Rufus Dawes in 1859, as a student. (Past is Prologue)
The Antietam Epicenter was crossed by nearly 30,000 men. Nearly 10,000 of those men were killed, wounded, or captured on this hallowed ground.
Rufus Dawes was a young man from a prominent Northern family. His grandfather, William Dawes, rode with Paul Revere to warn of the British advance through Middlesex County, Massachusetts, and his father was a wealthy merchant in Ohio. Rufus was 22, just graduated from college in Wisconsin, when Fort Sumter was bombarded on April 12, 1861.
Fearing that "someone would get ahead and crush the Rebellion before I got there," he began to raise a company only eleven days later. At the enlistment table, he tried to turn away an older man named John Kellogg, telling him that young single men should bear the brunt of whatever came next. Kellogg and many of his fellow family men could not be discouraged, however, and the “Lemonweir Minute Men” soon sputtered into being with Dawes and Kellogg in command, running rifle-less drills in front of a large audience of townsfolk on the common green. Dawes declared the company’s “readiness to answer any call to defend our country and sustain our government.”
The company was accepted into the Union Army as part of the 6th Wisconsin Volunteer Infantry. They soon became acquainted with the rigors and pains of official service. A German officer once stopped the company during regimental drill and dressed the men down, telling them “you looks just like von damn herd of goose.”
1861 passed mostly without incident, with the exception of an August skirmish with Confederate sympathizers outside of Baltimore. Nobody was seriously hurt in the nighttime firefight, but John Kellogg fell into a hole and “swore a blue streak” over the sound of gunfire. Dawes later remembered that “Kellogg was of quick blood and it was not always safe to congratulate him as the only man wounded in the Battle of Patterson Park.”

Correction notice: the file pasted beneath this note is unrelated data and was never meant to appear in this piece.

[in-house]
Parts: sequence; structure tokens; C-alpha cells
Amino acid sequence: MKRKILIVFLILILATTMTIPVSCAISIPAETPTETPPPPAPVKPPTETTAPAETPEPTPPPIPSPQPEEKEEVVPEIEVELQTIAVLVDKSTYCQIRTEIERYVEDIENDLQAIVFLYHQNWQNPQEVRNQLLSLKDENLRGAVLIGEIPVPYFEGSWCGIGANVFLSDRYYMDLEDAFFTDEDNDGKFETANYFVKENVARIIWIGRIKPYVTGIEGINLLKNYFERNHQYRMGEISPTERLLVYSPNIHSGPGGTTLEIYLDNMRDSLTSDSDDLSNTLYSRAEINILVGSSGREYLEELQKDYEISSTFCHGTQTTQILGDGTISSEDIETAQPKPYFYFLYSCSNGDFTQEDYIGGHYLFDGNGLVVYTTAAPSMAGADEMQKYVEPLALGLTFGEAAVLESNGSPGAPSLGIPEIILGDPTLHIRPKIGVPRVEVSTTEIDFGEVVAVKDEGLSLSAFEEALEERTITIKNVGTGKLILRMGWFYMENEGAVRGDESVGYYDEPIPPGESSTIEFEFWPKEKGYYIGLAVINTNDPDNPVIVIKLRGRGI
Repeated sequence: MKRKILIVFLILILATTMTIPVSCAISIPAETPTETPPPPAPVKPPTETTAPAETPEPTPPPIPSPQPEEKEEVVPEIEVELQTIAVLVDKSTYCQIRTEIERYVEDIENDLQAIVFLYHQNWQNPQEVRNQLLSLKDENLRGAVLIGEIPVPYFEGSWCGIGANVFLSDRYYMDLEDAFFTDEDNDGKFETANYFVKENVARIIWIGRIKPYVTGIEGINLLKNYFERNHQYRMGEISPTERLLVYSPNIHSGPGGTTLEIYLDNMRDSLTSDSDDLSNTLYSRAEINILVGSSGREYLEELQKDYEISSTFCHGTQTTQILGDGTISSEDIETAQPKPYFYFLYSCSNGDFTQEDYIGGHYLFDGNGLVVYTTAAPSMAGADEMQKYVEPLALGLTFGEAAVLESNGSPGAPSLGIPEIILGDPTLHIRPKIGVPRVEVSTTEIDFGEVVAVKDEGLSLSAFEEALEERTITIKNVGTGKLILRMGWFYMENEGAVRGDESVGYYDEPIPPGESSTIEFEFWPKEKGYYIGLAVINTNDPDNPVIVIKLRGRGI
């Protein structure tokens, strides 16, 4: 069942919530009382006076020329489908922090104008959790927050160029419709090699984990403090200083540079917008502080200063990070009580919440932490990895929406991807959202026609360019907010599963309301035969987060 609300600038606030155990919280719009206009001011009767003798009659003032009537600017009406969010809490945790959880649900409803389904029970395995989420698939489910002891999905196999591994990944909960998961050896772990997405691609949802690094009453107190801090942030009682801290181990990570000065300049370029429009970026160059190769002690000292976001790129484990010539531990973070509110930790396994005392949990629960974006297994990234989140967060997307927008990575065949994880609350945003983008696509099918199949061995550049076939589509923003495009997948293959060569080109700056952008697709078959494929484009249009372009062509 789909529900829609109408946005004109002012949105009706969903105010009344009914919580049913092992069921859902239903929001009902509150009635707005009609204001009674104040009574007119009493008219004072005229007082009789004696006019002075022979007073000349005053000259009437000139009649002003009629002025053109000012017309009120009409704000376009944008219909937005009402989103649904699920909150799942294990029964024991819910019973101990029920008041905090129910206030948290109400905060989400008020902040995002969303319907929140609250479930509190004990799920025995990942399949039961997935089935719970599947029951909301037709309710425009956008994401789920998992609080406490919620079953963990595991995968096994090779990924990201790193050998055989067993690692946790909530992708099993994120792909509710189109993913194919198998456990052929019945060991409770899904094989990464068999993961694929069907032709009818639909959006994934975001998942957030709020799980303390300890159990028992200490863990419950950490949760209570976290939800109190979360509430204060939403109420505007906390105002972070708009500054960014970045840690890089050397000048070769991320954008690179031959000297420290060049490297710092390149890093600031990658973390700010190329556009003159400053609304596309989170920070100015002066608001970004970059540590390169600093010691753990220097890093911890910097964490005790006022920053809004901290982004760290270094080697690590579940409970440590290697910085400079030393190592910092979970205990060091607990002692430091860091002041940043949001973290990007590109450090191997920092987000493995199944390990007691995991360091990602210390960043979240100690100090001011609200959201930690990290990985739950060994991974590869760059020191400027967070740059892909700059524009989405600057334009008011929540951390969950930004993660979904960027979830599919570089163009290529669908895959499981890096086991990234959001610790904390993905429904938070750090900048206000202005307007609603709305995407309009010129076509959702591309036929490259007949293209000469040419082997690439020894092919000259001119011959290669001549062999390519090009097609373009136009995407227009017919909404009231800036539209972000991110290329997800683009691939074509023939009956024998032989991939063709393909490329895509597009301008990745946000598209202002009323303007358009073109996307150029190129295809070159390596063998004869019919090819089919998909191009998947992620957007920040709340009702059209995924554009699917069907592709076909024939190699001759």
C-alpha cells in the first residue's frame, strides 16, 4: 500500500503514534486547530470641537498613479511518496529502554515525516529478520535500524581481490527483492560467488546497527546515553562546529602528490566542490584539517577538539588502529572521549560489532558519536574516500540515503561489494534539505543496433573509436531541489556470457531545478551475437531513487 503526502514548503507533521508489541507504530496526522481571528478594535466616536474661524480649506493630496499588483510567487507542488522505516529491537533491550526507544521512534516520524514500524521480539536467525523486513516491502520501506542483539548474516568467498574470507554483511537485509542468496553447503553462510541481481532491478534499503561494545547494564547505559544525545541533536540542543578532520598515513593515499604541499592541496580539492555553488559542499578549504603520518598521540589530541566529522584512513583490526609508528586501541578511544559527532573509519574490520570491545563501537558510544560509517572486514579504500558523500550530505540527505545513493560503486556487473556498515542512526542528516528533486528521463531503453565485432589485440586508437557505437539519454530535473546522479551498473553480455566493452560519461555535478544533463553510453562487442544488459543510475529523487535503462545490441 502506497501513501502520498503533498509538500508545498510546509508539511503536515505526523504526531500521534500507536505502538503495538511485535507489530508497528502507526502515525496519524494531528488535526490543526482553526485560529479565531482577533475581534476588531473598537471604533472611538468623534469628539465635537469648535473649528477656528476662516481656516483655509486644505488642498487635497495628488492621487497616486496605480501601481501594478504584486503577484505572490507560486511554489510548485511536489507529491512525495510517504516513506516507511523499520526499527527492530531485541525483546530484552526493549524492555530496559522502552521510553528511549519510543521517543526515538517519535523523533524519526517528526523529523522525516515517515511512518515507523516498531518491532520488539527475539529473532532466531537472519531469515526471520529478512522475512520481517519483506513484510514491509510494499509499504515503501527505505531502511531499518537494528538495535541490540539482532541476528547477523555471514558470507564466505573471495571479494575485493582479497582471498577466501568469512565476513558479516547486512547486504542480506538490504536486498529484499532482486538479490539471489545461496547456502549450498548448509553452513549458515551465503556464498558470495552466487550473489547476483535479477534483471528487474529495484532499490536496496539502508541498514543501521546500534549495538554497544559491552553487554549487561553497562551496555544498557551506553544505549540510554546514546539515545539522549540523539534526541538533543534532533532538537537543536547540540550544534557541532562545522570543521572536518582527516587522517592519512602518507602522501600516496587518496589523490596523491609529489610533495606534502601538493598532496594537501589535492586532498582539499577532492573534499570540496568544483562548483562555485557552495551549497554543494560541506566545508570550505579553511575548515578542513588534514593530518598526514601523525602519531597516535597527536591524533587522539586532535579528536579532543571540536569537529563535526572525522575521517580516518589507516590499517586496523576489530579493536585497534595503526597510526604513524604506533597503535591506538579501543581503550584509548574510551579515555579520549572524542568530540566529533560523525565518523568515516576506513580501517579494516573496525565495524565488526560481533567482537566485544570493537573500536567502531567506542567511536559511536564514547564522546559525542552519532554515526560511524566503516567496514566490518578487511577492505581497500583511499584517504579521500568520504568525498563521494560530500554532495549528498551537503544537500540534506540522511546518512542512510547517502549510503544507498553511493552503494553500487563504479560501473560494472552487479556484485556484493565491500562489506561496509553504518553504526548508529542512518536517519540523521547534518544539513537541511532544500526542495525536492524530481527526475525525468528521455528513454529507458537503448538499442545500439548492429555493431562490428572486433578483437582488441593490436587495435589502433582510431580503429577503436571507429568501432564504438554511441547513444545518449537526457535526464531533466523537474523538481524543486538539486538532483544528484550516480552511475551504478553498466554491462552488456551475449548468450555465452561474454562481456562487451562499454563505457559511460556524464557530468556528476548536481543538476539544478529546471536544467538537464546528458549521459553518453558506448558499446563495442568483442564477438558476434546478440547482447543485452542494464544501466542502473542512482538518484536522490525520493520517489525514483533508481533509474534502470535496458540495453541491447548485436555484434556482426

The Battle of Brawner Farm (August 28, 1862) pitted the inexperienced 6th Wisconsin against Jackson's elite veterans. (National Park Service)
In August 1862, Dawes and his comrades fought their first major battle near Brawner Farm, Virginia. Moving through farmland around Gainesville, they were attacked on August 28 by 5,000 Confederate veterans led by Stonewall Jackson. The inexperienced Wisconsinites held their own alongside men from Indiana and New York, eventually repulsing the Rebels after what Jackson termed “a fierce and sanguinary struggle.” Dawes never forgot the sight of “the two crowds, they could hardly be called lines, standing within 50 yards of each other and pouring musketry into each other as fast as men could load and shoot.” This was the opening engagement of the Battle of Second Manassas, and Dawes and his comrades won great renown throughout the army for resisting Jackson’s assault.
Over the next two days, the battle developed into a stinging Union defeat. Nevertheless, a change of attitude swept through the Union army, and as the battle drew to a close the men did not repeat history—they stubbornly held their ground and withdrew in good order, feeling strongly that the “happiness of unborn millions and the future progress of the world” rested on their cause. It was a far cry from the first battle on that field, in which the Union men had fled disgracefully from the Confederates. This time, a year later, the Northern soldiers took pride in their conduct and scorned their officers, who had failed to match valor with capable leadership.
The air was literally charged with electricity. Rain, thunder, and lightning tore through the sky as the contending nations came to terms with the latest news from the front. The Confederate army had just repulsed two offensives aimed at its capital and the Southerners were confident but fatigued. Most in the North were astonished by the military failures thus far. President Abraham Lincoln, however, was putting the finishing touches on the Emancipation Proclamation. As the rains subsided, he yearned for an inspiring victory that would give him the credibility to issue such a momentous decree.